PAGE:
In Need of Rescue
Helping the vulnerable
Hope for Paws Animal Rescue, based in Los Angeles,1 followed up on a call alerting them to a homeless poodle that had been hit by a car. They found her—dirty, matted, and terrified—sitting by herself on the street, her back pressed against a concrete wall. The rescuers approached slowly, not wanting to frighten her further, unsure of how she would react.
Although clearly scared and uncomfortable with their presence, the dog didn’t try to run, but allowed the rescuer to stroke her gently and slip a leash around her neck. Eventually the rescue worker was able to lift the little white poodle and hold her tightly to her chest, softly speaking words of comfort.
Many animals that have been abused and neglected often respond with abject fear and sometimes aggression toward those trying to help them, but this little female—that the rescuers later named Layla—brought her rescuer to tears when she lifted her head and began gently licking her face.
“I think she likes you,” her partner said.
Rescuing Layla, however, was the easy part. Doctors at the local animal hospital found that Layla had serious intestinal damage and was in critical condition. She was hospitalized, and struggled to survive.
Foster parents for Layla were found and visited her daily, hoping they could lift her spirits. It worked! Layla gradually grew stronger and in time was healthy enough to go home with her foster family.
Today Layla is a happy, playful dog living in a caring home and getting the love and attention she needs to grow and thrive.
While the rescue workers admit they gave Layla the chance she needed to get better, “it was her foster parents,” they say, “that gave her the reason to get better.”2
Saving All They Can
About 6.5 million dogs and cats enter animal shelters in the U.S. every year.3 Although this is a staggering number of unwanted animals, it’s on the decrease—down from 7.2 million in 2011.4 This encouraging trend is a result of aggressive marketing to raise awareness of the importance of spaying and neutering, more stray animals being successfully returned to their owners (thanks, in part, to microchipping), and more people adopting pets. Sadly, some 1.5 million dogs and cats—most of them healthy—are still euthanized annually.5 The good news, however, is that more than 3 million are adopted.6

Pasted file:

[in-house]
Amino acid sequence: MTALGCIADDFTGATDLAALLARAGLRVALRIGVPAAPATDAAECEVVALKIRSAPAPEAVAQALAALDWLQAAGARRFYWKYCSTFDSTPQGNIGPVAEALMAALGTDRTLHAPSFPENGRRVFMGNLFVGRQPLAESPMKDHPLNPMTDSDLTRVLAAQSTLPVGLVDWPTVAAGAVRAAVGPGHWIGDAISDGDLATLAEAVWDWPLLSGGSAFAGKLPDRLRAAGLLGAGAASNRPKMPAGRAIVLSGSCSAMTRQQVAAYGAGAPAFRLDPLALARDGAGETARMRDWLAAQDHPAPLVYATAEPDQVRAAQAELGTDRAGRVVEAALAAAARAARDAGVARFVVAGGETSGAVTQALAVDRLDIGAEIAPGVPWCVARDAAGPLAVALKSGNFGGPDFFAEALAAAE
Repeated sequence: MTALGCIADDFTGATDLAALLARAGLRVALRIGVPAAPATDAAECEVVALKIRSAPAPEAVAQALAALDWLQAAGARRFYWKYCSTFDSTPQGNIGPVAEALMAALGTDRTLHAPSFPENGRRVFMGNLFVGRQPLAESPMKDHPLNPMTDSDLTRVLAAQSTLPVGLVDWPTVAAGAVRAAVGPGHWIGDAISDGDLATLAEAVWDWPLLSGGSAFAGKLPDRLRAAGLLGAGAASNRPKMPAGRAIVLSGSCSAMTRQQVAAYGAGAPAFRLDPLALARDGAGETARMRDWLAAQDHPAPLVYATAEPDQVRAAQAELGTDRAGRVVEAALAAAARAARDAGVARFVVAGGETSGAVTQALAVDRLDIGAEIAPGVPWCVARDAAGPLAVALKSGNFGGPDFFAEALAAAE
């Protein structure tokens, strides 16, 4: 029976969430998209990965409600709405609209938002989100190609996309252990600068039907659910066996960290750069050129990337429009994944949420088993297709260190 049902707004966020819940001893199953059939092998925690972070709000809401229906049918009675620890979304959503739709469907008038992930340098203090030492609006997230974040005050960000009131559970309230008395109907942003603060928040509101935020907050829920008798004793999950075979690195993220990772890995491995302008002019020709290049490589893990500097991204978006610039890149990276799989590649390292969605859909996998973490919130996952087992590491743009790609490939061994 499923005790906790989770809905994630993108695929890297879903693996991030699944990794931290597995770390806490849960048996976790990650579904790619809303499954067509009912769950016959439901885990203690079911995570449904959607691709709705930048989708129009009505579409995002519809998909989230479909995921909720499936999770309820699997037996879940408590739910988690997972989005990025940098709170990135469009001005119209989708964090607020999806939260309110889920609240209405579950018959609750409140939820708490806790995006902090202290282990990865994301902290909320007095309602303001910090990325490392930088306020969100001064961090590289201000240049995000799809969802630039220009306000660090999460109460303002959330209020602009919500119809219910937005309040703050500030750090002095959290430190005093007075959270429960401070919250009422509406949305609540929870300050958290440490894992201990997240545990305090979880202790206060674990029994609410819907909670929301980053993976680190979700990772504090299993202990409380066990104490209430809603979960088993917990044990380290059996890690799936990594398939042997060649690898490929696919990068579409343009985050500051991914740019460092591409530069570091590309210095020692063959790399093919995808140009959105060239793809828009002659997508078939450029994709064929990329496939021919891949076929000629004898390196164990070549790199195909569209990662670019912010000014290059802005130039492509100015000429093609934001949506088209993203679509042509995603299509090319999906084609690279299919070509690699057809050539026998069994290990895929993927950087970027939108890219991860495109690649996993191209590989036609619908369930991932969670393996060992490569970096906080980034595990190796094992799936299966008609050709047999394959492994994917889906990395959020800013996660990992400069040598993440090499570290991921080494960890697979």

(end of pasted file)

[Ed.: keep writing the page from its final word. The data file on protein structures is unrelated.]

“They look at me and they beg with their eyes—and they deserve a chance.”
“Last year we took in a total of 434 cats and adopted out 380 of them,” says Melissa Gurnett, cofounder of Happy Jack Cats,7 a no-kill cat rescue and adoption group in Boise, Idaho. “The number of unwanted cats is huge, and we can’t help them all, but it makes a difference for that ‘one.’ If I can do it for the ‘one,’ that’s all I focus on at that point. Then I go on to the next one. There’s a cumulative result from that.
“They deserve a chance,” she adds. “They look at me and they beg with their eyes—and they deserve a chance.”
In existence since 2015, Happy Jack Cats is an organized network of foster homes, where volunteers care for kittens and cats until “forever homes” are found for them. Funding comes from grants, donations, and adoption fees.
Gurnett doesn’t allow just anyone to adopt the cats, however. Applicants must fill out forms, provide references, allow home visits, and pay a fee.
“People don’t treat right what they don’t value,” she says. “If they’re not willing to let us make sure that the cat is going to a good home or to pay that nominal fee, knowing that we’re losing money anyway [on what it costs to care for the cat], they’re not going to value it. They’re not going to take care of it.”